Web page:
WHAT HAPPENS NEXT Apple’s next steps include submitting site permits to the city of Austin, starting site preparation and installing utilities. Kristina Raspe, Apple’s vice president of local real estate, said the company expects to have its first buildings operational in 2021. Austin officials praised the announcement for the new jobs it will bring, including Mayor Steve Adler, who said the city and Apple share a “creative spark” and a commitment to diversity and inclusion.
Even with the increases in jobs and future tax revenue, residents are concerned about rising home prices and the effect on local traffic. Surrounding communities such as Leander and Liberty Hill are likely to see a spillover of new Apple employees buying households or filling rental properties as well as driving new development.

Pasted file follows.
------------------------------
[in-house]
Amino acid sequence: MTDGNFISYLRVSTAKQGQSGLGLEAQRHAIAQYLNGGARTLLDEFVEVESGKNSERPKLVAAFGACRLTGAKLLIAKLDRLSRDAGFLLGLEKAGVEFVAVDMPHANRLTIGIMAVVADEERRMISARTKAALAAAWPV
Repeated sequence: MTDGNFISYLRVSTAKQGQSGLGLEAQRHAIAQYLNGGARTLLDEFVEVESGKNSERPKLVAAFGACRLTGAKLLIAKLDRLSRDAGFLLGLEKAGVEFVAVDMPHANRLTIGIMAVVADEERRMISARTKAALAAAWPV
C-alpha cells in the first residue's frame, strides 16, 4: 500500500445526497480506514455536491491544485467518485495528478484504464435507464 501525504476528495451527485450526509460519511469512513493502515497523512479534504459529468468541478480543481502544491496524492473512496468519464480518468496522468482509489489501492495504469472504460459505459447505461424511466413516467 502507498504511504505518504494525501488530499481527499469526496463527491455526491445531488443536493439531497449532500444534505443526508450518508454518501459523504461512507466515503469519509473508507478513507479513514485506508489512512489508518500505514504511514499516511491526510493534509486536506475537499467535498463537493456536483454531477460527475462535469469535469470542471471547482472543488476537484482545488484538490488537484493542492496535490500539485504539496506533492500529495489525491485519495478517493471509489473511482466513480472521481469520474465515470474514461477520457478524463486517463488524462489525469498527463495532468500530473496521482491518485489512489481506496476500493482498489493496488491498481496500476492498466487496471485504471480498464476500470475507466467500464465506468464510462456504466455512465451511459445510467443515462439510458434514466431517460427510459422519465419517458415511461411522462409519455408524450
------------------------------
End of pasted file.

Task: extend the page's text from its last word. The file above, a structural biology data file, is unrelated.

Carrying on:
“Austin proper does not have a ton of land left to develop new homes,” said Cindi Bell, president-elect for the Williamson County Association of Realtors.
Affordability and availability themselves may drive more incoming residents to Austin’s suburbs out of sheer necessity, Realty Texas Realtor Suzanne Gantner said.
This post is part of our Top Stories to Follow in 2019 list, a version of which appears in the January 2019 print issue of Community Impact Newspaper’s Georgetown edition.